mon 22/07/2024

Röschmann, Uchida, Wigmore Hall | reviews, news & interviews

Röschmann, Uchida, Wigmore Hall

Röschmann, Uchida, Wigmore Hall

Mixed blessings from impressive soprano-and-piano duo in Schumann and Berg

Dorothea Röschmann: opulent sound Jim Rakete

If you were one of the world’s most famous pianists, you’d surely want to explore the masterpieces among Lieder with the great singers.

Having chosen less than wisely for Schubert, as some of us thought, Mitsuko Uchida has now found a powerful voice for Schumann, that of German soprano Dorothea Röschmann: opulent, many-hued, maybe a size too big for the fickle Wigmore Hall acoustics but always impressive.

It just depends on what you want in this repertoire. Last year in the same hall the slimmer-voiced Anne Schwanewilms gave a riveting interpretation with Roger Vignoles of Schumann’s Op. 39 Liederkreis which also turned up in the first half of this concert. Where the earlier duo’s peerlessly vivid conjuring of Eichendorff’s German Romantic scenes, usually with a twist, had the limpid skies of Piero della Francesca, Röschmann and Uchida evoked a Titian-like richness. Uchida’s palette is darker than Vignoles’, clouded with a little more chiaroscuro than I’d like, but of course sensitive to the slightest turn in Schumann’s extraordinary codas, which nearly always take us a little further than the vocal line.

She mouthed most of the words, with odd suggestions of topsy-turvy ventriloquism and the odd growl slightly distracting, though presumably not for the singer. Röschmann’s colours were more varied, if sometimes you wanted her to throw off the drapes in favour of surface simplicity and create a smoother, longer line; “Mondnacht”, for instance, needed a crescent moon for proper introspection, rather than the imperious evocation of the goddess Diana. And the scary demeanour of the witch Loreley in the third song as well as the darker hue in the upper register carried through to inappropriate places at times  But the notions in later numbers of something creepy in German woods and rivers picture gave several chilling turns of the screw.

The full velvet of the Röschmann sound, which seems to have grown of late but always had that compound of fast vibrato with luminous halo offsetting it, was unleashed in Berg’s Seven Early Songs, or at least in their more rapturous moments; to anyone who witnessed her excel as Mozart’s Countess in a Royal Opera Marriage of Figaro, it’s clear we need her now as Strauss's Marschallin.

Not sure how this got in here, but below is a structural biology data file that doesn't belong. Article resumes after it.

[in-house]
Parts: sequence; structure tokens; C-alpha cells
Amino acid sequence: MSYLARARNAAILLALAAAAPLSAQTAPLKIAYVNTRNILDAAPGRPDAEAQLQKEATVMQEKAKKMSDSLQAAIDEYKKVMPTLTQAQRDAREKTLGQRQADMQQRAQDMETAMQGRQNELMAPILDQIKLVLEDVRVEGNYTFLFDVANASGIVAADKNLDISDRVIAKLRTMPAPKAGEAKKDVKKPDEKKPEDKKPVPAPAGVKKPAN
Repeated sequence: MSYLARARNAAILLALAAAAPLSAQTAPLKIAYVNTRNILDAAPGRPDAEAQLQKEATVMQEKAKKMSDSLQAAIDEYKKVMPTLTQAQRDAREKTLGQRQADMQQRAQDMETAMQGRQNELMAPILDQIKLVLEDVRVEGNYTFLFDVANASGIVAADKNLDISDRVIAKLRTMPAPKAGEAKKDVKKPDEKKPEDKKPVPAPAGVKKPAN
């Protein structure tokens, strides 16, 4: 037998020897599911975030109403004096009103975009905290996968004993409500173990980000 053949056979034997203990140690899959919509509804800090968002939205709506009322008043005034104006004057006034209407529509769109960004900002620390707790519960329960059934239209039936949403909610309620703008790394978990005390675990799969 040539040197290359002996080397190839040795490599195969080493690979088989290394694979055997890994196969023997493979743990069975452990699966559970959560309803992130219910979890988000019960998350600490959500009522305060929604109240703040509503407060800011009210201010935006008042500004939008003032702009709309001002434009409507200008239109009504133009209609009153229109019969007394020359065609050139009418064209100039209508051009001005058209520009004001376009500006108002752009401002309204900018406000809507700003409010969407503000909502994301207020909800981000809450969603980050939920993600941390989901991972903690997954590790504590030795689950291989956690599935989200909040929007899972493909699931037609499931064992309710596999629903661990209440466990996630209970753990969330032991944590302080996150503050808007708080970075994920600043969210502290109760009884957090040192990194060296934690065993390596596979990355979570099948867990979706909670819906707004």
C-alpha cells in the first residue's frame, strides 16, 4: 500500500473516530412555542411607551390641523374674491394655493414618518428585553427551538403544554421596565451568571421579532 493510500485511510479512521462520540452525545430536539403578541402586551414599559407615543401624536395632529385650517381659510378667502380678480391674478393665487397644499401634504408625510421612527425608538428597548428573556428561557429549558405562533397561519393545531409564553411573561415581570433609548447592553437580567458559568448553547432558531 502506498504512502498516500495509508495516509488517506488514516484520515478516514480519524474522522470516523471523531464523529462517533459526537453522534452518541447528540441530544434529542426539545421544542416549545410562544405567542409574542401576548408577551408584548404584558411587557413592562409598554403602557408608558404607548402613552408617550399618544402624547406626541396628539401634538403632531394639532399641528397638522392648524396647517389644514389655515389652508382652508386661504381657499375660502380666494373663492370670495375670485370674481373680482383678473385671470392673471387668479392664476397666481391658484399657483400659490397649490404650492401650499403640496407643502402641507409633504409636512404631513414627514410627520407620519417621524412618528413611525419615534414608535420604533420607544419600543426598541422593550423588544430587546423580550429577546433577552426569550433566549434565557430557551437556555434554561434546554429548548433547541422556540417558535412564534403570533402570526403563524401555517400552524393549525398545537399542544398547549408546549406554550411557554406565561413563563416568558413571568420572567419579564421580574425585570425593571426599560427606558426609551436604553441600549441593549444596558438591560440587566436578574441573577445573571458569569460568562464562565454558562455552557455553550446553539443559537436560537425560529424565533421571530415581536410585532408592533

Mitsuko UchidaStill, there was a decline from the Eichendorff settings into Berg’s vaguer haunting, compounded by inferior poetry. And that takes a further tumble in Schumann’s true cycle Frauenliebe und -leben, which of course should get our backs up right at the start with its notion that a woman’s life is nothing but love and the apogee of poetic cringe when Chamisso’s heroine declares “I shall serve him, live for him, belong to him wholly, yield to him and find myself transfigured in his light". Other times, other customs. Fortunately it’s the music which casts the light of transfiguration, but a more satisfying order would have been to have this and the Berg in the first half, Schumann's unbeatable Op. 39 in the second.

In any case all is not what it seems with the blushing bride, and while Röschmann was hardly destined to play the happy little woman, she found expansive majesty in the turns of “Er, der Herrlichste von allen” and the poise of “Du Ring an meinem Finger“. The real reason for soprano and pianist to take this on, though, became clear in the disillusionment of the final song. Is the anguish of the suffering wife going to last? What does the long piano postlude say? After Röschmann had for the first time slimmed down her voice to a desolate sliver of sound, Uchida (pictured above) played the perfect sphinx. In this moment all equivocations vanished, and not even the encore, Schubert’s setting of  Mignon’s “Nur wer die Sehnsucht kennt”, chosen carefully as it was to complement Schumann’s bitter ending, could match the recital’s true epiphany of pain.

  • Recorded for release on Decca
After Röschmann had for the first time slimmed down her voice to a desolate sliver of sound, Uchida played the perfect sphinx


Editor Rating: 
Average: 3 (1 vote)

Share this article

Add comment

Subscribe to

Thank you for continuing to read our work on For unlimited access to every article in its entirety, including our archive of more than 15,000 pieces, we're asking for £5 per month or £40 per year. We feel it's a very good deal, and hope you do too.

To take a subscription now simply click here.

And if you're looking for that extra gift for a friend or family member, why not treat them to a gift subscription?


Get a weekly digest of our critical highlights in your inbox each Thursday!

Simply enter your email address in the box below

View previous newsletters